And maths is integral to this crucial project. From creating the microchip to data analysis and looking for patterns are all key to solving this global issue.

Using cryptography to send secrets

  • The maths: number theory, algebra, logs and matrices, probability

  • The careers: coder, hacker, intelligence officer

Ever written a note to your friend in class and thought “I hope the teacher doesn’t read it?”. Well maths could solve your problem!

Enter the world of cryptography and number theory (the study of the integers and integer-valued functions). Encryption is what keeps your personal data secure when you're shopping or banking online. It scrambles data like your credit card details and home address to ensure hackers can't misuse this information.

Cryptography wasn’t always as complex as the algorithms we use today. The Spartans of ancient Greece used it to send secret messages during battles, using a device called a scytale.

Cryptography relies on keys to help find the pattern to allow you to ‘translate’ the data.

In this age of Big Data, technology and quantum computers, the codes for secure cryptography will need to become more sophisticated, which means career opportunities for people with a head for numbers, linguistics and seeing trends and patterns.

From cannonballs to satellites and solar panels!

  • The maths: quadratics, algebra, surface area, angles, ratios

  • The careers: renewable energy engineer, electrician, astrophysicist, industrial designer, materials engineer

Galileo used square numbers to figure out the precise motion of a cannonball (called parabolas), which allowed soldiers to calculate its path and hit targets out of sight. Centuries later, the same maths enabled NASA to design a satellite and launch it into orbit (when something is in orbit it’s always in ‘freefall’, accelerating towards the Earth’s surface – kind of like a big cannonball in space! – but because it’s going so fast, it stays in orbit, never falling to Earth).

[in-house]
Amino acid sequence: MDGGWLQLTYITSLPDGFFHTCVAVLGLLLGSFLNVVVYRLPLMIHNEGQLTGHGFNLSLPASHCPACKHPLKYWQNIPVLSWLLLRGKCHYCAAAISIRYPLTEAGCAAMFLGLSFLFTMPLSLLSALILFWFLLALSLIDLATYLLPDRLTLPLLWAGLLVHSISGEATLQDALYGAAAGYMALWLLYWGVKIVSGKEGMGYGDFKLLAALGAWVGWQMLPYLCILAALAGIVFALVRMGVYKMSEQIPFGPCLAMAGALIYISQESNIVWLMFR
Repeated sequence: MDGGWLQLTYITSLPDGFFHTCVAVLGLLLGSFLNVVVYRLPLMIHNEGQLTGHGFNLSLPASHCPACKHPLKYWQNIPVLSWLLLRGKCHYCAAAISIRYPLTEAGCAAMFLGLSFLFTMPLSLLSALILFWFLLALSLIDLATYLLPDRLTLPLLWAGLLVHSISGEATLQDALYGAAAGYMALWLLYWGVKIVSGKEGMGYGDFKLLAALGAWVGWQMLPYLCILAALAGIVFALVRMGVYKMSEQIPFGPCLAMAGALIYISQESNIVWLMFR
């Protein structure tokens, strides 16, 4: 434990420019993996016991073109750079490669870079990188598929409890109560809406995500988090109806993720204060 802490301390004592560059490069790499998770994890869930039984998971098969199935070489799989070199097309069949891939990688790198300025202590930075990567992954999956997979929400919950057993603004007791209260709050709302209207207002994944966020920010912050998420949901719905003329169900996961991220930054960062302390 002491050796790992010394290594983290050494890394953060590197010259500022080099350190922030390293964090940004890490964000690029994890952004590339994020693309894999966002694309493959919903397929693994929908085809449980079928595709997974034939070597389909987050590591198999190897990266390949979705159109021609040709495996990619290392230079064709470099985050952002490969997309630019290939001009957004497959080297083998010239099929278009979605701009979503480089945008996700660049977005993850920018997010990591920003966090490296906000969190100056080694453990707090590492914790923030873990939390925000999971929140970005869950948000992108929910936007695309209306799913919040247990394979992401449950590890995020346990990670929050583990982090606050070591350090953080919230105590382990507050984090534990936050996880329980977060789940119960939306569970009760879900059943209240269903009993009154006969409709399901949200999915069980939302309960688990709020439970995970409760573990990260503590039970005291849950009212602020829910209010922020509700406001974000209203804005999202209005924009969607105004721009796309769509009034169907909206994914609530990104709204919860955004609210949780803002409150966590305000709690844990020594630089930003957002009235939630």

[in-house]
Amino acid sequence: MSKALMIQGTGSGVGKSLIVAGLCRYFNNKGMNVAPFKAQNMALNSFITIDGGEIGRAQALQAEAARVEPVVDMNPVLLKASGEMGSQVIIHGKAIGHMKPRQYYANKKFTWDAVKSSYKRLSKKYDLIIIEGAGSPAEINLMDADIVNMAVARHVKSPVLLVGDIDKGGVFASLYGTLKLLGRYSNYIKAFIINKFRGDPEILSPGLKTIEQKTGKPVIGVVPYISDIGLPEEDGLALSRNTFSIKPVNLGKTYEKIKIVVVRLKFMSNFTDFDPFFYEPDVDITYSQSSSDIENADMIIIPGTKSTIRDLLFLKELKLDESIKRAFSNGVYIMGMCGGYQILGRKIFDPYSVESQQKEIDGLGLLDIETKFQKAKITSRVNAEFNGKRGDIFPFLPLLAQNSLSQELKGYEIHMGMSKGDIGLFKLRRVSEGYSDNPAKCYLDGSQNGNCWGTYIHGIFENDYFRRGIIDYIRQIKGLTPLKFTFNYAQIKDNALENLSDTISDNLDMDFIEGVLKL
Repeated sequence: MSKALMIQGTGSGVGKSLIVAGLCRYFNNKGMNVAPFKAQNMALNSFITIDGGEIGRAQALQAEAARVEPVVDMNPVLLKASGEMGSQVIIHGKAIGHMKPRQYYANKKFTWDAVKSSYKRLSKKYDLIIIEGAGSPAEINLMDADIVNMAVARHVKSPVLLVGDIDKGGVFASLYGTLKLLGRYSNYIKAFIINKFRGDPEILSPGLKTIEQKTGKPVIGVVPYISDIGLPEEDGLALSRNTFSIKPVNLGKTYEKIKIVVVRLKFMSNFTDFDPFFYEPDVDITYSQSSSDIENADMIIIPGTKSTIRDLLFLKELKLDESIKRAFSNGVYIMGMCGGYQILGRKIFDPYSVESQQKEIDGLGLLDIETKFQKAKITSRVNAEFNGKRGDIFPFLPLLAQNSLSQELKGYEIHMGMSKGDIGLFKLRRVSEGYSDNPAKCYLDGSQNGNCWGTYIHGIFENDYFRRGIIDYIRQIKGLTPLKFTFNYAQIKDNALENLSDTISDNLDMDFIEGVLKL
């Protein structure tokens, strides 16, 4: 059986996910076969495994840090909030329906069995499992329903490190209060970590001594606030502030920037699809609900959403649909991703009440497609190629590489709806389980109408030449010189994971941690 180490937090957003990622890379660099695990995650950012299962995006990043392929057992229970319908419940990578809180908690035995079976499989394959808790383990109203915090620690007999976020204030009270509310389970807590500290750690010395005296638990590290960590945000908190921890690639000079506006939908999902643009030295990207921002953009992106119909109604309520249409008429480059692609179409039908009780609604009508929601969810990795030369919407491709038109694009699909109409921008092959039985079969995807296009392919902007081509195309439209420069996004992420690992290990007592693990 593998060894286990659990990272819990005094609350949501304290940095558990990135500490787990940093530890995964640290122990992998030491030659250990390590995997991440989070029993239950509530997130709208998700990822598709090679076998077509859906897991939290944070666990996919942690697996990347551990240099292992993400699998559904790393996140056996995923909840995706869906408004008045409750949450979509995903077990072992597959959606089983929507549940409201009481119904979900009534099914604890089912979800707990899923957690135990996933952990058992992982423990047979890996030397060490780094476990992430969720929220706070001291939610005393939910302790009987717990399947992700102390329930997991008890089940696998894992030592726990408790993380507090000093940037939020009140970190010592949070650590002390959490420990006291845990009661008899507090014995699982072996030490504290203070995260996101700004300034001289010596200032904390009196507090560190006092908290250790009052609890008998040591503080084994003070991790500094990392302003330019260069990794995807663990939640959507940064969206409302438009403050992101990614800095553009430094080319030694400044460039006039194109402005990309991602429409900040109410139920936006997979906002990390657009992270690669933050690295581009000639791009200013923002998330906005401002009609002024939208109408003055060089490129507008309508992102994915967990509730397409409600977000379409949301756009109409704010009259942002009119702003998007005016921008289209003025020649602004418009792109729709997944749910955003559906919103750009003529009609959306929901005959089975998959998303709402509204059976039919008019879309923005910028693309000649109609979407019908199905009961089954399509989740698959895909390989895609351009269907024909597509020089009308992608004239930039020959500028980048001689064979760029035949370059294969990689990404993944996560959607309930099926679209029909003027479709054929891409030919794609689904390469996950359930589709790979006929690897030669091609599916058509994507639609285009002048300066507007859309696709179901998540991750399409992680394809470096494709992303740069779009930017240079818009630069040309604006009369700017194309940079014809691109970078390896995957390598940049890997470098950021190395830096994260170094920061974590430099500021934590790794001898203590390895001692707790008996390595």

The maths of parabolic analysis is used in many applications, from building satellites and keeping our global communications and monitoring systems functioning, to building more efficient solar panels, both for on your roof or in solar farms!

Parabolic solar panels can concentrate the Sun’s light rays and convert more of it into electricity to power our lifestyles. Not only does the shape, surface area and the material of the panel matter, but the angle at which the panels are placed and their distance apart (minimising shadows) also allows them to collect and convert light into electricity at different times of the day. Some even have motors so that they rotate following the Sun’s path of light.

As our exploration of space and energy needs increase, so will the demand for critical and creative thinkers who can apply maths concepts and see patterns, enabling them to predict problems before they occur and design the solutions to make our world a better place.

Angela Crompton

First published on